Number of unemployed migrants rises in Germany

Source: Xinhua| 2017-07-18 18:46:54|Editor: ZD
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BERLIN, July 18 (Xinhua) -- Nearly half of those officially registered as unemployed in Germany have a migratory background, the newspaper Welt reported on Tuesday based on an analysis by the Federal Employment Agency.

Some 43.1 percent of a total of 2.5 million individuals who were registered as unemployed in December 2016 were either immigrants or children thereof. In western Germany, where immigration is more common, the share of unemployed individuals with a migratory background was even higher at 49.5 percent.

The state of Hesse topped the table of 16 German provinces with immigrants and their children accounting for 57.7 percent of unemployed residents.

Figures released by the Federal Labor Office back in 2015 showed that the share of individuals with migratory backgrounds had risen to 21 percent of the total population.

Migrants are hence overrepresented among Germany's unemployed, drawing attention to a key challenge the country is likely to face in coming years as it seeks to successfully integrate more than one million recently arrived refugees.

The biggest concentration of people with migratory backgrounds was found amongst the roughly 4.3 million individuals who are "entitled to benefits although capable of work".

The group is constituted by recipients of government welfare whose wages are not sufficient to cover their basic needs.

The Federal Employment Agency put the share of immigrants and their children within this general demographic at 52.6 percent countrywide and 59.9 percent in Western Germany.

There is no obligation in Germany to provide answers to the Federal Employment Agency on the question of whether or not one has a migratory background, meaning that statisticians relied on data provided by the around 78.6 percent of welfare recipients who did respond to arrive at their conclusions.

The data presented shows a rising trend, particularly in the last three years. In 2013, the share of people with migratory background amongst those "entitled to benefits although capable of work" was 43 percent. Only 36 percent of total unemployed individuals had a migratory background.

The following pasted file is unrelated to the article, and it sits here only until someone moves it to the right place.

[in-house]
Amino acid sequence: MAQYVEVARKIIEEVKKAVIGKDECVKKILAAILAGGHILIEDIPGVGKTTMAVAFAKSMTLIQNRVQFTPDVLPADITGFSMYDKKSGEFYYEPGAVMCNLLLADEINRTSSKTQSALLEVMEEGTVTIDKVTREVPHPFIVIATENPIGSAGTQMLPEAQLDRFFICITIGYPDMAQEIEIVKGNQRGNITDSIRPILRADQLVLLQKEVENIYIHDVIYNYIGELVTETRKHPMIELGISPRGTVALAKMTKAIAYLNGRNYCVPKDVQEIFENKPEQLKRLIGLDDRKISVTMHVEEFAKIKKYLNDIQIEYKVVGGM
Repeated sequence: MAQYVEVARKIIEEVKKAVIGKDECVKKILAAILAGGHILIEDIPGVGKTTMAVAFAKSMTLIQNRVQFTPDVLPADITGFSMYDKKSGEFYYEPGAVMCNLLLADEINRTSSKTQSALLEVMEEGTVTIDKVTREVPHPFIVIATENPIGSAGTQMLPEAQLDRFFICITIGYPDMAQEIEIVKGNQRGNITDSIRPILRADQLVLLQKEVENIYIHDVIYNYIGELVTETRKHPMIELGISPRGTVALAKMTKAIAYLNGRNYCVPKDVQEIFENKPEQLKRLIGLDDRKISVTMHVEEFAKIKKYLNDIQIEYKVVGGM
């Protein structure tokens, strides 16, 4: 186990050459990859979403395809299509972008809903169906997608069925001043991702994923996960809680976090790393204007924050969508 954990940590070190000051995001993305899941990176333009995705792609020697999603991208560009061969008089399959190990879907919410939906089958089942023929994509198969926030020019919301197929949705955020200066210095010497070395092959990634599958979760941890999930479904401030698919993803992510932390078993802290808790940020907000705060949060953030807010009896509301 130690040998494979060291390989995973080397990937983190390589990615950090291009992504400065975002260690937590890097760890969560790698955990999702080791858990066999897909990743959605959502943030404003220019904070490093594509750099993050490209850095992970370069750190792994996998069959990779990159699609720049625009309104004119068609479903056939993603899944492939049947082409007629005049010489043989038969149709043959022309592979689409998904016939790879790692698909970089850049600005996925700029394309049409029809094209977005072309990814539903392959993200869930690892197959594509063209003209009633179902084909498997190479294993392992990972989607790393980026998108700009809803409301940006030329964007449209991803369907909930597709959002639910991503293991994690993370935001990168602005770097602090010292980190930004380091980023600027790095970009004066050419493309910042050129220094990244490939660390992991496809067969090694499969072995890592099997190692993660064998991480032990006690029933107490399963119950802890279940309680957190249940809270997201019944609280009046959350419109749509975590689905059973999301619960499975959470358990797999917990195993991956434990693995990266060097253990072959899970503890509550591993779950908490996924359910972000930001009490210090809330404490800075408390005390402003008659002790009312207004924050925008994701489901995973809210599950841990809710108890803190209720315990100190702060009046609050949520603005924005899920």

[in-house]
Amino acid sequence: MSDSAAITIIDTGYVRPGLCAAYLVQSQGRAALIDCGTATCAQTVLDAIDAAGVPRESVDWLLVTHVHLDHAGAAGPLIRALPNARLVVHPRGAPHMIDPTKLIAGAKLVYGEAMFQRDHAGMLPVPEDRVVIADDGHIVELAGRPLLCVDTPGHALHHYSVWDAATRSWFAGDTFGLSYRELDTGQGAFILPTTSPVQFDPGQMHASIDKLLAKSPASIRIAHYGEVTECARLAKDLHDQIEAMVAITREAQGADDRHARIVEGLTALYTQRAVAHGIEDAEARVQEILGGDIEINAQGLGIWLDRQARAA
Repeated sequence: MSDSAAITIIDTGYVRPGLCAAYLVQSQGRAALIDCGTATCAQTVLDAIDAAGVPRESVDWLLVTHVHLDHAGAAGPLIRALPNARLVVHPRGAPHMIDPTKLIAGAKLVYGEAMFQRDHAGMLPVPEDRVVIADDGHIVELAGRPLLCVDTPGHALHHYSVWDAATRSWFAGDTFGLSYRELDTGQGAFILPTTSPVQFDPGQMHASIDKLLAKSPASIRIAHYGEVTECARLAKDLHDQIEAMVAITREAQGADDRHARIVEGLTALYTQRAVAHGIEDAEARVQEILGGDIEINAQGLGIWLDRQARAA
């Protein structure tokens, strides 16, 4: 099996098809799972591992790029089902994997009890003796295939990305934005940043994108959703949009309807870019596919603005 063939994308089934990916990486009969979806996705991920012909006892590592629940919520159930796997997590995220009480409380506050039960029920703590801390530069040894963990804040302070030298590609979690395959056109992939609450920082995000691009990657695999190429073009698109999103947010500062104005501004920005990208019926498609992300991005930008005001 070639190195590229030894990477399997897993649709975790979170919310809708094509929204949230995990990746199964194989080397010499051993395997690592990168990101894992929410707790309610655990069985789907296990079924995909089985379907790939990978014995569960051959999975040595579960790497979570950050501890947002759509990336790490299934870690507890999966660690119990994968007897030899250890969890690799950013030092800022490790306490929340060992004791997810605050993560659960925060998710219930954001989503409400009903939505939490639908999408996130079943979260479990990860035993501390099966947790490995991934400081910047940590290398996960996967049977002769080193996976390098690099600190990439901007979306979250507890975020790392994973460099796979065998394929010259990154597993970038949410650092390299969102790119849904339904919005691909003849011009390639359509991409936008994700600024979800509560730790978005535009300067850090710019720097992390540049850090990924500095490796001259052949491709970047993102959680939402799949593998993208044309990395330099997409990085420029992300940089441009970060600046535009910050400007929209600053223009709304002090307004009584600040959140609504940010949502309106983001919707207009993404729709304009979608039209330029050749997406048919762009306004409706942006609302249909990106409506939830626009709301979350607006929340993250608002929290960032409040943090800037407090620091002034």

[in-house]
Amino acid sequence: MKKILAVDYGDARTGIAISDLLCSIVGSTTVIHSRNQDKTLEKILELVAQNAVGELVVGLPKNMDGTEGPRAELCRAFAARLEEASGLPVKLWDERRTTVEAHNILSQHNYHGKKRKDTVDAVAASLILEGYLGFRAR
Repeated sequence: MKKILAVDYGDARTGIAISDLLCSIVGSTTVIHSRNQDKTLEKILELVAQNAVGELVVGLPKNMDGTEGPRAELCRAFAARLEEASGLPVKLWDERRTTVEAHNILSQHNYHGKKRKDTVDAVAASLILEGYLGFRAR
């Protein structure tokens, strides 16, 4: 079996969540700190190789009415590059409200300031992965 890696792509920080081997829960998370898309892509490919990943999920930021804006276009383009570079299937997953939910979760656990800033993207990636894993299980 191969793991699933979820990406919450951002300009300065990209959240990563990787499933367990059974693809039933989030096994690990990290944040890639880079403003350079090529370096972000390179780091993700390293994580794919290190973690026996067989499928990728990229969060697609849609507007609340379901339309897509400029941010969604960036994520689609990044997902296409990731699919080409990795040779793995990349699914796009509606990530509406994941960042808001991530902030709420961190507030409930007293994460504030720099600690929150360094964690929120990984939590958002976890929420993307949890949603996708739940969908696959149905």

Although unemployment fell from 2.9 million in 2013 to 2.5 million in 2016, the share of migrants and their children out of work therefore rose by 7.1 percent.

Experts have produced a range of interrelated explanations for why individuals with migratory backgrounds are less successful in securing employment. One such reason may be the "path dependency" of earlier migration policies.

German policymakers specifically sought to attract low-qualified foreign workers during the 1970s in the face of a domestic labor shortage. Many of those who came have found it harder to adapt to recent changes in labor markets which increasingly favor highly-skilled workers.

Additionally, there is still a strong link between the educational background of parents and the success their children enjoy academically and professionally. Low-skilled parents, of which a large share is migrants, may pass on their own disadvantages to their children in this fashion.

Combined with negative stereotyping under which individuals with migratory backgrounds suffer, these factors may explain why they face greater struggles in the labor market.